JoAnna, the current president, provided the club with some statistics from the 2007 Census of Agriculture. There were 105,243 horses in the state of Montana which was essentially one horse for every 9.5 people. That is a lot of horses and unfortunately some of these horses do not get the care they deserve or need.

They provide a site to anonymously report abuse. While they cannot investigate the abuse themselves, they have formed a network with law enforcement across the state who can investigate.

The club was provided the opportunity to look at some handouts including how to score a horse's body and a success story from a rescued horse. JoAnna and Barb emphasized the need for people to help them by volunteering with various committees to include: administrative, education, hay bank and health, law enforcement and placement/foster.

You can access their information at

In addition:

The Montana Horse Welfare Council will host a holiday fundraising event at Murdoch's in Helena over three Sundays in December: 4, 11 and 18. Gifts and services to be offered include horse cookies, gift tags, artworks and animal communication sessions with your horse or any animal - just bring its photograph.

To donate goods or services for the December fundraiser, please call1-888-417-7477.


Eileen Taylor

Training Tip of the Week Correcting the buddy-sour horse

It's very natural for horses not to want to separate from each other because they know that there is safety in numbers. When you're dealing with a buddy-sour horse, you have to use a little reverse psychology on him. Instead of the horse thinking that being with his buddy is the best place in the world, you have to make the horse believe that his buddy is the worst thing in the world. That is accomplished by making the horse move his feet and work hard around his buddy and letting him rest away from the other horse.

Instead of thinking "I need to separate him from his buddies, think "I need to make the horse uncomfortable for being around his buddies." Instead of trying to drag the horse away from his buddies, make him work next to his buddies. Trot him around in circles, canter some serpentines, anything to hustle his feet. You want him to work hard, preferably at the canter, so he gets to huffing and puffing.

After 10 to 15 minutes of working him hard around his buddies, move him 50 to 100 feet away and let him rest. Rub him and give him a chance to catch his breath. It's important to find a starting point for your horse. In the beginning, you might only be able to take your horse 20 feet away from the other horses. That's OK, you'll gradually build your horse's confidence little by little, until eventually, you can ride him off by himself without a struggle.


This wolf was shot over by Elliston during hunting season this year. A hunter was sitting on a log eating a sandwich and felt something was watching him. He turned around to see five wolves about 40 yards away. This wolf weighed in at 240 pounds and 6 foot 8 inches from tip to tip.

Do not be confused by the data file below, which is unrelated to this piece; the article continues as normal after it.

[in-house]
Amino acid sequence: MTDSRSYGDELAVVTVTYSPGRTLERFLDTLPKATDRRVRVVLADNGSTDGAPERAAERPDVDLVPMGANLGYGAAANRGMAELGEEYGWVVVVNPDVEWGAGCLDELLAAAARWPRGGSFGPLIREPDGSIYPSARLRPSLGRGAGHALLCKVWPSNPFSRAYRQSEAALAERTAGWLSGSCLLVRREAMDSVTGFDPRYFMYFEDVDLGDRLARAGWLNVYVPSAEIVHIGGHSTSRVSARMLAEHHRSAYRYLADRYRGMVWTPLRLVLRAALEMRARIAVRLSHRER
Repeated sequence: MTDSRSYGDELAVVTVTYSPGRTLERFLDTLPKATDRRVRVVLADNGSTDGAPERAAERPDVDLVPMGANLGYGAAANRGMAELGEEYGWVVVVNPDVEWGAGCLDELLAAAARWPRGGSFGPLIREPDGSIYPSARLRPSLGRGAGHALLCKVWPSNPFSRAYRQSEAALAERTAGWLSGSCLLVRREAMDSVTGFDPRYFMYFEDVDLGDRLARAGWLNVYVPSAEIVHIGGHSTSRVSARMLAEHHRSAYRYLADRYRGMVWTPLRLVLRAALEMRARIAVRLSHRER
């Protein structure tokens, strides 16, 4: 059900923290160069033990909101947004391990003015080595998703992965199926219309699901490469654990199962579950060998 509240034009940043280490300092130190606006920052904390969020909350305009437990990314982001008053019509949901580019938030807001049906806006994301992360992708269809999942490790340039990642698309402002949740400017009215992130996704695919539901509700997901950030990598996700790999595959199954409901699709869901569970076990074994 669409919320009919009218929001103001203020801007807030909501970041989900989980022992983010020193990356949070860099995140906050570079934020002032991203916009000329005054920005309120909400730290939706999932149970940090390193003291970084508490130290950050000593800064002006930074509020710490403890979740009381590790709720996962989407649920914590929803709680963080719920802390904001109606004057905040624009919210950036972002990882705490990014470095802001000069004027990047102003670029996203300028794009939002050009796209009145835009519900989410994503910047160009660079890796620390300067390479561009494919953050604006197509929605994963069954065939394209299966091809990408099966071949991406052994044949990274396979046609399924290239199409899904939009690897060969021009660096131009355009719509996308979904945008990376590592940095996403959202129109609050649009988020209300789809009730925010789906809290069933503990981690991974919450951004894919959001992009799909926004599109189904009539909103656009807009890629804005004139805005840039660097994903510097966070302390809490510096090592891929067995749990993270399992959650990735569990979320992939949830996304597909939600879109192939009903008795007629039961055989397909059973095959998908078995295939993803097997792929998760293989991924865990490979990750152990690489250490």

Trip to Ovando November 26th

Eileen Taylor, her daughter, Aspen, and I went to Ovando for the Christmas Festivities. Santa came on his little (but very stout!) Haflinger and the kids went wild. The big kid (me) had to have my picture taken with Santa too and to tell you the truth I think Santa was pretty darn handsome under all that hair!
Cheryl Schmidt and Santa Claus
Perchons and wagon

We really had a fabulous day just wandering around talking to people, looking at (and buying) locally made crafts, going through the museum, warming up at the much needed bonfire by the sheepherder’s wagon and riding in the wagon pulled by a gorgeous pair of Percherons. But I won’t tell you that during the gunfight they bolted and we exited the wagon while it wasn’t “quite” standing still…

There was a very well preserved sheepherder’s wagon…

And one of the gunfighters had a little shop there called “Blackfoot Angler” and she makes the BEST fudge I’ve ever eaten in my life. Her name is Kathy Schoendoerfer. I’m pretty partial to her orange flavored fudge but it’s all wonderful. I would highly suggest if you are looking for a good Montana gift for an out-of-state relative, this is something really worth trying. I know I am going to! Kathy’s email is: and her website is But remember, she was one of the gunfighters so be nice!
Eileen and Aspen Taylor
Eileen Taylor

There is a really nice museum there with a lot of local history and exhibits. All in all, our trip was well worthwhile and I will be going again next year. The restaurant there was called “The Stray Bullet” and serves a great breakfast along with soups and sandwiches. Here is Eileen in front of the museum with Santa’s cute horse.

Inside the museum there were a pair of “Indian Hobbles” and unfortunately they were really used on Indians.